Former buildings[edit]

Several of the lecture halls and administration buildings formerly served as dorms. Draper Hall was one of them, built in 1905, the building served as one of the first woman's dorms as well as a dining common. Many of its larger windows have since been filled in, and today it serves as office space for the College of Social and Behavioral Sciences.[13]

The first dorm for women was the Abigail Adams House. Built in 1920, its name was the result of a contest to all women students of the college as well as all female high school students in the state.[14] This dorm would be razed in 1969 to make way for the John W. Lederle Graduate Research Center, but another woman's dorm, Butterfield, would be named in honor of President Kenyon Butterfield, the college president in the early 1920s and one of the proponents of the Adams House at the time it was built.[15]

The present day South College was once both a dormitory as well as a laboratory, the building was originally built in 1867 but was then rebuilt in 1885 due to a fire that gutted the insides. The fire is believed to have been caused by the explosion of a kerosene burner for an egg incubator.[16] South's sibling dorm, North College, was built in 1868 and housed around 64 students. The dormitory was then razed in 1955 to make room for Machmer Hall.[17]

In the late 1940s, the University Apartments were built to provide housing for returning veterans. In the winter of 2009-2010, the buildings were torn down and the site was turned into a parking lot.[18][19] Another complex of dorms was built for married couples, veterans and upperclassmen in the 1940s just across the street from where Southwest stands today. These "cinder block dorms", collectively known as County Circle, were named for five Massachusetts counties- Berkshire, Plymouth, Suffolk, Middlesex and Hampshire County. Of the five original buildings, only three (Middlesex House, Berkshire House and Hampshire House) remain. Currently Hampshire House is home to local NPR station WFCR, while Berkshire and Middlesex are used for storage and office space.[20] Plymouth House and Suffolk House were torn down in the last 1960s to make way for Massachusetts Avenue, which runs between the complex and Southwest.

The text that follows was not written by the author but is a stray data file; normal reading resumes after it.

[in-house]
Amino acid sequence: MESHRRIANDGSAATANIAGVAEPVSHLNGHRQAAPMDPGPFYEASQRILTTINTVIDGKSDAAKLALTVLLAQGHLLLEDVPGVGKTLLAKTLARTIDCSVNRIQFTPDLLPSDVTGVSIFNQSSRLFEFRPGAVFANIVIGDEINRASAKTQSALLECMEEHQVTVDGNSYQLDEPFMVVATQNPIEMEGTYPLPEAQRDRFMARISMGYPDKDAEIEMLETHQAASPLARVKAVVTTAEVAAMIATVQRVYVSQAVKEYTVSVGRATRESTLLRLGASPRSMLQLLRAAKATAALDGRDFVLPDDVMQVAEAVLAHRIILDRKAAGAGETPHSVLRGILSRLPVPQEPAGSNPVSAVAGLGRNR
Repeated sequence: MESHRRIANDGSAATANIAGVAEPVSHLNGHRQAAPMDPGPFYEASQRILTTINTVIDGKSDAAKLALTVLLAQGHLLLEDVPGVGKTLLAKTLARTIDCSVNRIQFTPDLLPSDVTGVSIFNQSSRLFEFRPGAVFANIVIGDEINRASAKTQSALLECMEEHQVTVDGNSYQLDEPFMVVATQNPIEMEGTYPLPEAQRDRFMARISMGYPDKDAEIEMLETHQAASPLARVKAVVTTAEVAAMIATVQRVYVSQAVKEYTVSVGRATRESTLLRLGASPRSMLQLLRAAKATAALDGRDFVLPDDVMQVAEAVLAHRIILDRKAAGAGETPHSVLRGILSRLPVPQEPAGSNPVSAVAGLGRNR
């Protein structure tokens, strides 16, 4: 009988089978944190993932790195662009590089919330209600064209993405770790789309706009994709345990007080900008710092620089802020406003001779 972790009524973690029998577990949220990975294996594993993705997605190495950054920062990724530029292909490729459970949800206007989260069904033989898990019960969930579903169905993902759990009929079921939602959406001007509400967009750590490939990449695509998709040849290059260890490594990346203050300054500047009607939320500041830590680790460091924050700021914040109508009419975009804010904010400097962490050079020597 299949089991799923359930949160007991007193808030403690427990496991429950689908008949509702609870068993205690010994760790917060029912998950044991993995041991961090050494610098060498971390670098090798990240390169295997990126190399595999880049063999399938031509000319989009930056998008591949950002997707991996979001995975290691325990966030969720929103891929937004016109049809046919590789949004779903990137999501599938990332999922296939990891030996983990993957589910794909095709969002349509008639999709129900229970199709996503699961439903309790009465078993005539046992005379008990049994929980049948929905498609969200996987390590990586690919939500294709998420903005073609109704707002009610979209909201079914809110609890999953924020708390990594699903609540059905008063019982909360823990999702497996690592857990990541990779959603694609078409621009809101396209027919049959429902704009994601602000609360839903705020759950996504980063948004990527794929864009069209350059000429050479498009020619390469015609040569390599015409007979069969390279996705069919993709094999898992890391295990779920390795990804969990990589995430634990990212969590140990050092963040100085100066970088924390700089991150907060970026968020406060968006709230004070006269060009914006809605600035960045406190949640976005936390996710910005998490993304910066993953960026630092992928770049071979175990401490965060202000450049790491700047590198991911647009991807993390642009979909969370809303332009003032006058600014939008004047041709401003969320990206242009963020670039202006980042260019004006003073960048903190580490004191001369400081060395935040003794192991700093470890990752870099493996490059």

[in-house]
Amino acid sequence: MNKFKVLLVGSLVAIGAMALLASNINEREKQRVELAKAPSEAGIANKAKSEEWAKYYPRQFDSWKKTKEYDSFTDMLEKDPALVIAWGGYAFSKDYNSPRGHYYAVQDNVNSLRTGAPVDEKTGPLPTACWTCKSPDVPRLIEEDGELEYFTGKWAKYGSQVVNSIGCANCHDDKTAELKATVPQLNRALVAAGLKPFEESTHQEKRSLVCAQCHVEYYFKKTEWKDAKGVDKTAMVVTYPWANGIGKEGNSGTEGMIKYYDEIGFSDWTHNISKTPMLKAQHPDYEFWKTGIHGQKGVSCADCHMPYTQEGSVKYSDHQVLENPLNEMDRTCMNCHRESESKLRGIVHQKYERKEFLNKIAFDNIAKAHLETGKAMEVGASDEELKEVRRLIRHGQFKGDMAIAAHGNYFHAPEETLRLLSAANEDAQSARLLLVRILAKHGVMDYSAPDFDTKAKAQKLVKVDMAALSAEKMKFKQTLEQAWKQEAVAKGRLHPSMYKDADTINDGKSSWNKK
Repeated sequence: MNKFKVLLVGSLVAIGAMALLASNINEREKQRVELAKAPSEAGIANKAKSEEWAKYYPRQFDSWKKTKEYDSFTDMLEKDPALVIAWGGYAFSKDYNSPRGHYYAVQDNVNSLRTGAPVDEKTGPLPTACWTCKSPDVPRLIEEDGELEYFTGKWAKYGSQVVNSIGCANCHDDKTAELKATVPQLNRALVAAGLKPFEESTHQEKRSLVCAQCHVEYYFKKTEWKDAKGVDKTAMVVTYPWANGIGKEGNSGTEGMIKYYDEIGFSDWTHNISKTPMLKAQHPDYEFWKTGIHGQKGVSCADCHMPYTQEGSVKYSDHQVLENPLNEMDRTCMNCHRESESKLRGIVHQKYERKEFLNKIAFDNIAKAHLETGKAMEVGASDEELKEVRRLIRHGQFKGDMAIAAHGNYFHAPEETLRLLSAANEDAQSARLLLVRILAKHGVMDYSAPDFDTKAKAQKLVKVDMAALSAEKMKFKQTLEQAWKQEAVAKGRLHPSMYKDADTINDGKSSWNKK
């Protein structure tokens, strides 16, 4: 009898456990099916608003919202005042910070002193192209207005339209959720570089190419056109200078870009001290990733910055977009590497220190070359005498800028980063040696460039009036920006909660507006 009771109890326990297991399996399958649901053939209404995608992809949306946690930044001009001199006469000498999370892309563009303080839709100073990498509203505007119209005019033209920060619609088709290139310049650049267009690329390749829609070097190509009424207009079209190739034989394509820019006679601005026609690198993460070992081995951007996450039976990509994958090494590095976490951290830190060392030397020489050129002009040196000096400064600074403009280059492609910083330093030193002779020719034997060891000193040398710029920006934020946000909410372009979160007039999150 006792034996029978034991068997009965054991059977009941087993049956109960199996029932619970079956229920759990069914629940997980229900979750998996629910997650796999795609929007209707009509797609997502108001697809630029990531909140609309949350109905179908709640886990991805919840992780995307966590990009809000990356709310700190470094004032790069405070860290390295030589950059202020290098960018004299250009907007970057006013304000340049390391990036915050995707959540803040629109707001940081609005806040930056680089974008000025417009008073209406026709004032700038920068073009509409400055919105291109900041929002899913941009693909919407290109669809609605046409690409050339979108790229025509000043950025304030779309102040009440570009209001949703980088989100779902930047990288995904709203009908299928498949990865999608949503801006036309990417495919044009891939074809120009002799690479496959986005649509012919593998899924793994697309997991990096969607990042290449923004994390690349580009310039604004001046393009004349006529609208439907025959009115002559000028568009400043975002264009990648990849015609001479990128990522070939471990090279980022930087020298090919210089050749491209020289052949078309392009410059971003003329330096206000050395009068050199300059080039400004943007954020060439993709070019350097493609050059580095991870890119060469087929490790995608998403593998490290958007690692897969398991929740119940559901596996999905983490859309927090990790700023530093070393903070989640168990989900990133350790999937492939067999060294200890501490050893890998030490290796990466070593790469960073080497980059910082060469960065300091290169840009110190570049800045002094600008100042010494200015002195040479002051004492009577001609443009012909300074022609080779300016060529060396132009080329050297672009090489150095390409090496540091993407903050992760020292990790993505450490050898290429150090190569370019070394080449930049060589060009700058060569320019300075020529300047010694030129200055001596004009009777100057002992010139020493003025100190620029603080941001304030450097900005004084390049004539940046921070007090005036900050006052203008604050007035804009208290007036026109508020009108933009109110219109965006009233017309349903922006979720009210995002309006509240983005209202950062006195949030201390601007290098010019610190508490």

References[edit]

  1. ^ Resident Life: Residence Education Activity Database (Think Tank) Snapshot
  2. ^ Blaguszewski, Ed (4 December 2013). "UMass Amherst Releases Independent Review of Residence Hall Security, Will Adopt Measures to Strengthen Campus Safety". University of Massachusetts Amherst. Retrieved 11 December 2013. 
  3. ^ http://www.housing.umass.edu/reshalls/halls_alpha.html
  4. ^ UMass Amherst - Housing and Residence Life: Legacy Communities
  5. ^ Landscape Architecture & Regional Planning ||Umass Amherst
  6. ^ W.E.B. Du Bois Department
  7. ^ UMass Amherst: Department of Plant Soil and Insect Sciences
  8. ^ UMass Amherst - Housing and Residence Life: Central Residential Area
  9. ^ [1]
  10. ^ "Acceptable Fan Behavior." Student Affairs and Campus Life:. N.p., n.d. Web. 08 Oct. 2014.
  11. ^ "Police Arrest 15 at UMass following World Series Disturbances; University Pledges Disciplinary Action against Students Arrested." Masslive.com. N.p., n.d. Web. 08 Oct. 2014.
  12. ^ The Stonewall Center. "Does UMass Amherst Provide Gender-Neutral Housing?". "Campus Transgender Guide". Retrieved 2007-04-17. 
  13. ^ http://www.umass.edu/umext/campus/draper.htm
  14. ^ http://clio.fivecolleges.edu/umass/3-1president/abigail-adams/1920contest/
  15. ^ http://clio.fivecolleges.edu/umass/3-1president/abigail-adams/19200800supprpt/
  16. ^ http://www.umass.edu/umext/campus/south.htm
  17. ^ http://www.umass.edu/umext/campus/north.htm
  18. ^ http://alumni.umassband.com/building-campaign/2009/10/vacant-apartment-complex-at-umass-amherst-to-be-razed/
  19. ^ http://alumni.umassband.com/building-campaign/2010/01/university-apartments-fall-to-wreckers-and-fade-into-memory/
  20. ^ http://www.archive.org/stream/index1951univ#page/24/mode/2up

External links[edit]